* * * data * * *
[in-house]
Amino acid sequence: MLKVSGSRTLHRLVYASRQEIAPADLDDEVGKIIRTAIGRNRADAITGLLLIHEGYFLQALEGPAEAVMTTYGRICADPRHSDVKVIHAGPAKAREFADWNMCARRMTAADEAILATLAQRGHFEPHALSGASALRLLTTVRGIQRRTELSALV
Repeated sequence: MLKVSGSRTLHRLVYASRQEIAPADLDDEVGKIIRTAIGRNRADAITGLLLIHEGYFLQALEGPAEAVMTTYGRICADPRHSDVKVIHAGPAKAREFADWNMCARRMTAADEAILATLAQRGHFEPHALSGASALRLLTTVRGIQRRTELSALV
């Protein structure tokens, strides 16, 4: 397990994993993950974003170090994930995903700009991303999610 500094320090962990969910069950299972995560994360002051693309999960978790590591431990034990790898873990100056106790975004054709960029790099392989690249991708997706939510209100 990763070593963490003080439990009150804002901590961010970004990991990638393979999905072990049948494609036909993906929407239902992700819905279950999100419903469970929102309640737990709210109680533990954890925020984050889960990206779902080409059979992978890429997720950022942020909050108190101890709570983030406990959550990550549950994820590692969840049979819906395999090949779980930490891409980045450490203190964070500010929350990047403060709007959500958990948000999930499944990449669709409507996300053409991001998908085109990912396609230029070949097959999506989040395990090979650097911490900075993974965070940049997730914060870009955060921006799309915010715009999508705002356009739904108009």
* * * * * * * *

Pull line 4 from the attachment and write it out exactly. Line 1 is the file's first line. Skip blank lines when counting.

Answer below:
């Protein structure tokens, strides 16, 4: 397990994993993950974003170090994930995903700009991303999610 500094320090962990969910069950299972995560994360002051693309999960978790590591431990034990790898873990100056106790975004054709960029790099392989690249991708997706939510209100 990763070593963490003080439990009150804002901590961010970004990991990638393979999905072990049948494609036909993906929407239902992700819905279950999100419903469970929102309640737990709210109680533990954890925020984050889960990206779902080409059979992978890429997720950022942020909050108190101890709570983030406990959550990550549950994820590692969840049979819906395999090949779980930490891409980045450490203190964070500010929350990047403060709007959500958990948000999930499944990449669709409507996300053409991001998908085109990912396609230029070949097959999506989040395990090979650097911490900075993974965070940049997730914060870009955060921006799309915010715009999508705002356009739904108009």